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Ask The Chef

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Nancy asks, “How do I peel pearl onions easily? The thin papery skins are almost impossible to remove without taking a layer of the onion with them. Is there a trick to doing this? Thank you!”

Yes, there is an easier way. Bring a pot of water to a boil and cook the onions for a minute, then refresh in ice water. The skins will easily slip off. Blanching, or par-cooking in boiling water, is also a favorite Julia Child technique for bacon. Many of her French recipes, such as beef bourguignon, call for blanching the bacon first in order to remove the smoky taste that could overpower the stew.

Ginny wrote, “I just got a job as cook for a residential community of adults with disabilities. The discussion of roast chicken in an hour, roasted veggies, and save-the-bones for stock let them know that I could do more than open a can of soup!!! Thanks for your coaching from a greatful apprentice.”

Congratulations, Ginny! She took the four-part cooking class, Culinary Skills (next session starts on June 5). No cans are harmed in this cooking class; we learn how to de-bone meats, make stock, roast meats and vegetables, and create sauces. Although we cannot guarantee a professional food job, everyone who takes this class gains confidence with fundamental cooking skills.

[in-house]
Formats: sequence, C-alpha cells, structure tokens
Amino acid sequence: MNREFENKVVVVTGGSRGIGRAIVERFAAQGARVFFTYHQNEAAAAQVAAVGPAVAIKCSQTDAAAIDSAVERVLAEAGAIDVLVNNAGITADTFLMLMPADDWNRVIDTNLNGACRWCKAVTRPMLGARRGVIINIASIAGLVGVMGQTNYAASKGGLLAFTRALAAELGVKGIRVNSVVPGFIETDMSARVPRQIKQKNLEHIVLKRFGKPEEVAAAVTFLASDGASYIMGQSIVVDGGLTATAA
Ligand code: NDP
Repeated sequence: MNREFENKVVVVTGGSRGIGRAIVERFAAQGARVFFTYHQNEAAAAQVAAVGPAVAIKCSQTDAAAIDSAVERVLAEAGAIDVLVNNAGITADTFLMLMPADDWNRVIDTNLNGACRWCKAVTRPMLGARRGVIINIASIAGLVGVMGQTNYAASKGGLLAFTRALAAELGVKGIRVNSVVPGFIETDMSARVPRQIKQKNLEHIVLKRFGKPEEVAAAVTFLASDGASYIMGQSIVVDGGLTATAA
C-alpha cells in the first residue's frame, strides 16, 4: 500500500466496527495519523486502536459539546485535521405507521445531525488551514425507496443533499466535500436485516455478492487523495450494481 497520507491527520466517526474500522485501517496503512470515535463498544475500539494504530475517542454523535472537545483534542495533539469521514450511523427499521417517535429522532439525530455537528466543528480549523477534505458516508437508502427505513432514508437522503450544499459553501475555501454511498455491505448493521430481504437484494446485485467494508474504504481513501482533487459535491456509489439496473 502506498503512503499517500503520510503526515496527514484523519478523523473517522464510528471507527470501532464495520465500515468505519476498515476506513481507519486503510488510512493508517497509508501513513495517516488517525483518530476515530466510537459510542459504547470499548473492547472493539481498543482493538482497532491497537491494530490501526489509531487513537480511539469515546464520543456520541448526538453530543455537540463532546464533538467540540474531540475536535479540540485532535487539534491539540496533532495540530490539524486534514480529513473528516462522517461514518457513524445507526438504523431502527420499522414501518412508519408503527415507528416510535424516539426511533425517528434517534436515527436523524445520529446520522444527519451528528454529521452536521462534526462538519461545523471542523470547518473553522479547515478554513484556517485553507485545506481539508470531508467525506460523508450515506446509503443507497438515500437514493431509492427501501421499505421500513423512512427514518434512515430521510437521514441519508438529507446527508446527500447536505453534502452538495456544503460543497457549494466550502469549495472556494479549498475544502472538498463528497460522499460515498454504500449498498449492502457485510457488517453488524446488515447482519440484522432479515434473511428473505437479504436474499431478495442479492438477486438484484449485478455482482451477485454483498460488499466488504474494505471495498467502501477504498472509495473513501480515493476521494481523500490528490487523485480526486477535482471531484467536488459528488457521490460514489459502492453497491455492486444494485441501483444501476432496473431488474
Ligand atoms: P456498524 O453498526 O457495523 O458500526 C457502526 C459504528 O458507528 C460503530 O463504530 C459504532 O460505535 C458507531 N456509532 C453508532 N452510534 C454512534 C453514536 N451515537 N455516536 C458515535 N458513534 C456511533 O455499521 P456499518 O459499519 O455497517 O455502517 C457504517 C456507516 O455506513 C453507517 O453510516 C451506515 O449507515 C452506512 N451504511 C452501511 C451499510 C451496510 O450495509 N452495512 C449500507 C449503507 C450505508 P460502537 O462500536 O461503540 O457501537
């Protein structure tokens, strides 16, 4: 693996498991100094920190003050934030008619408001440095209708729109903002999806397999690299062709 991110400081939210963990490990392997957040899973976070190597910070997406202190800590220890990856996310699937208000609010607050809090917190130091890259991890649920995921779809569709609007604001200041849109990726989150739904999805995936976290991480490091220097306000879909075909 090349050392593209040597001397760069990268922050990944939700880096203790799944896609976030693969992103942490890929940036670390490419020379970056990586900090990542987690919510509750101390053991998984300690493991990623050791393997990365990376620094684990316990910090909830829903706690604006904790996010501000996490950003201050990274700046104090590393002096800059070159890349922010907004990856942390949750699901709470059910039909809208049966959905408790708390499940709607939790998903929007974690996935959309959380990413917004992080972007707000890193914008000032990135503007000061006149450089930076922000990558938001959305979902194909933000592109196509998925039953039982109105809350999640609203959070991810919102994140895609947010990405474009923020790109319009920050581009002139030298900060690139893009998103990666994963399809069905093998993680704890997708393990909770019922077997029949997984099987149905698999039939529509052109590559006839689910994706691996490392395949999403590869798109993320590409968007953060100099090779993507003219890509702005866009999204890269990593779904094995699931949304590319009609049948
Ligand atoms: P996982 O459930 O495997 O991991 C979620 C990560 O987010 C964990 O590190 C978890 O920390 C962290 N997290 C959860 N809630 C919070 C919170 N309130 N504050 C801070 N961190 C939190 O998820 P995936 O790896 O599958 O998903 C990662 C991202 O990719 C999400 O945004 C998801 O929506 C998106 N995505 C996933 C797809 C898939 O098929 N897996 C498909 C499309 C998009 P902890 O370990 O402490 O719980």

Here is a favorite recipe from the Culinary Skills class:

French Onion Soup 

  • 3 pounds onions, sliced on a mandolin 
  • 2 tablespoons olive oil 
  • 2 tablespoons flour 
  • ½ cup madeira or dry marsala 
  • 8-10 cups veal stock
  • 1 tablespoon balsamic vinegar
  • grated gruyere cheese 
  • sliced and toasted baguette 
  • salt and pepper to taste 
  • Put the onions and oil in a large saute pan, cover, and cook on medium high for 10 minutes. Uncover and brown the onion, about another 30 minutes on medium high heat. Stir occasionally to prevent burning, but the onions should be mahogany in color. Add the flour and cook slightly. Add the marsala. Add the stock and simmer until hot, about 15 minutes. Add the vinegar and seasonings. Ladle the soup into oven-proof bowls and top with crouton and cheese. Broil until browned.


2 Comments for “Ask the Chef: French Onion Soup Recipe”  

  1. deb

    What could you use in place of veal stock? Chicken or vegetable stock? Would it dramatically alter the flavor?

  2. Chef

    Of course, you can make a delicious onion soup with chicken or vegetable stock, but the flavor would be different. Just rename the soup, maybe Deb’s Onion Soup! Traditionally, French onion soup is made with a meat stock for the intense flavor. Veal stock offers a viscosity and flavor that is much deeper than a beef or chicken stock.